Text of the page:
Partnership Working in Health & Social Care

2655 Words11 Pages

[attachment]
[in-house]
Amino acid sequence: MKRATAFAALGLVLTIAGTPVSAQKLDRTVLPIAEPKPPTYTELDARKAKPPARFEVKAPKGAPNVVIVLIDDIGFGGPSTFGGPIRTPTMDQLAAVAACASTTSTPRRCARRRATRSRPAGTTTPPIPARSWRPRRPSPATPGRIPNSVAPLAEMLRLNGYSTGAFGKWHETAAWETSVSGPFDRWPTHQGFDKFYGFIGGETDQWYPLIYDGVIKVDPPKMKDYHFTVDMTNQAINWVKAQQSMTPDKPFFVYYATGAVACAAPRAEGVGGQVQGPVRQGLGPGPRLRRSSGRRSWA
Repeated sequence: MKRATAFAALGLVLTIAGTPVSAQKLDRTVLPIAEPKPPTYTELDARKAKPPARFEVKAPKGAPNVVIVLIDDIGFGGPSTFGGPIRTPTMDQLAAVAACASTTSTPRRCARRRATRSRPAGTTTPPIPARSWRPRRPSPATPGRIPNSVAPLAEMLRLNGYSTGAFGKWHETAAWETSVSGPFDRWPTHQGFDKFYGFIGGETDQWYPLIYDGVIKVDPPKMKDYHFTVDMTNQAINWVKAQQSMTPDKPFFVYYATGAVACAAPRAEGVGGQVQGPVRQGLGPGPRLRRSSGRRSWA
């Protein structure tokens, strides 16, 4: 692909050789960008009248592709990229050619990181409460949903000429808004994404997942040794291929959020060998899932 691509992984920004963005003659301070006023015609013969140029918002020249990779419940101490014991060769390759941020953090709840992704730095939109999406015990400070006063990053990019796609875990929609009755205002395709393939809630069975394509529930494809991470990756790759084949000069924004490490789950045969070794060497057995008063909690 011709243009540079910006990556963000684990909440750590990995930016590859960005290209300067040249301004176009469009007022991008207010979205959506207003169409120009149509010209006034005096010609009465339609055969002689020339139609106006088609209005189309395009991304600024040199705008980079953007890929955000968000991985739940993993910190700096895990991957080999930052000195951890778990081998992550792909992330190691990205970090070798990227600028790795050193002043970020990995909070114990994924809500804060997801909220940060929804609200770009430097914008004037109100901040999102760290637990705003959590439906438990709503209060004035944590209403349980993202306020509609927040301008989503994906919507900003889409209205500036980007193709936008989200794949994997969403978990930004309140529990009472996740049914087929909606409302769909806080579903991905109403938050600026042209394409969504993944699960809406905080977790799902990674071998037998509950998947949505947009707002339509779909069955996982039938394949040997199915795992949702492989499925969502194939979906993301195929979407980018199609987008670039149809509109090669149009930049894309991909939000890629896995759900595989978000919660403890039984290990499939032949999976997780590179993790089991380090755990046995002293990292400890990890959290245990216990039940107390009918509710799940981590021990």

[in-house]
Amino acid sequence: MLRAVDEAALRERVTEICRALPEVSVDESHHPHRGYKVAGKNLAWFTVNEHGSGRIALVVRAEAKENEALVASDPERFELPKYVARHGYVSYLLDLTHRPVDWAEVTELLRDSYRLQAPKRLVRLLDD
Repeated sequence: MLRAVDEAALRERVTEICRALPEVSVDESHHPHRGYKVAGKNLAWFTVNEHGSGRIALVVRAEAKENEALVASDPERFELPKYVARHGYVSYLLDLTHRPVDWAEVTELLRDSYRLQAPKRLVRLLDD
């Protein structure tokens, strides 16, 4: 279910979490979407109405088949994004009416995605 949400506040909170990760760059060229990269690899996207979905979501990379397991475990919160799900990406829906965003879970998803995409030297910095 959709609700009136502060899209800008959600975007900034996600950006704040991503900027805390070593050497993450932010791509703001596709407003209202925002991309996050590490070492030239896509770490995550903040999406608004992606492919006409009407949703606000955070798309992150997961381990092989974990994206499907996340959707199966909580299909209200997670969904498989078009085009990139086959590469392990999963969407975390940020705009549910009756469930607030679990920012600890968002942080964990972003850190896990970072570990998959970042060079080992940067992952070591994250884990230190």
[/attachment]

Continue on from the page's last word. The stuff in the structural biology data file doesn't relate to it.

Partnership working has been a recurrent public policy for the last 40 years for health and social care; different solutions have been presented along the way, such as a single system by full integration. Current and previous attempts at partnership working have risen directly out underlying assumptions that underpin our current welfare system. 1940’s legislation set up the current welfare state that assumed it was easy to differentiate between those who were sick and had health needs, to those that were disabled and had social care needs. This underlying assumption has created very different organisations, with very different structures and ways of working, including all the subsequent complexities that partnership working entails. (Glasby, 2010 p.17-18) Being able to look and analyse the system that created partnership working may perhaps attempt to explain where these complexities began within social work, what that means to the profession and to service users, carers and the community. Developments in partnership working began in 1997, which was the year of Tony Blair’s New Labour landslide victory, with this came promises of reform across many different sectors such as education and employment. Within their manifesto were promises of rebuilding the NHS by increased spending on patient care and the seventh manifesto included a promise of building stronger communities, laying the foundations for a better welfare state and community care. (Party Manifestos, 1997 [online]) This change in government led to changes in community care policy. Modernising Social Care Services (DoH 1998) and the National Priorities Guidance (DoH 1998), set the scene for the modernisation agenda and the new formation of service delivery. This was to be based on partnership working rather than competition, and would involve driving up service quality through best value.
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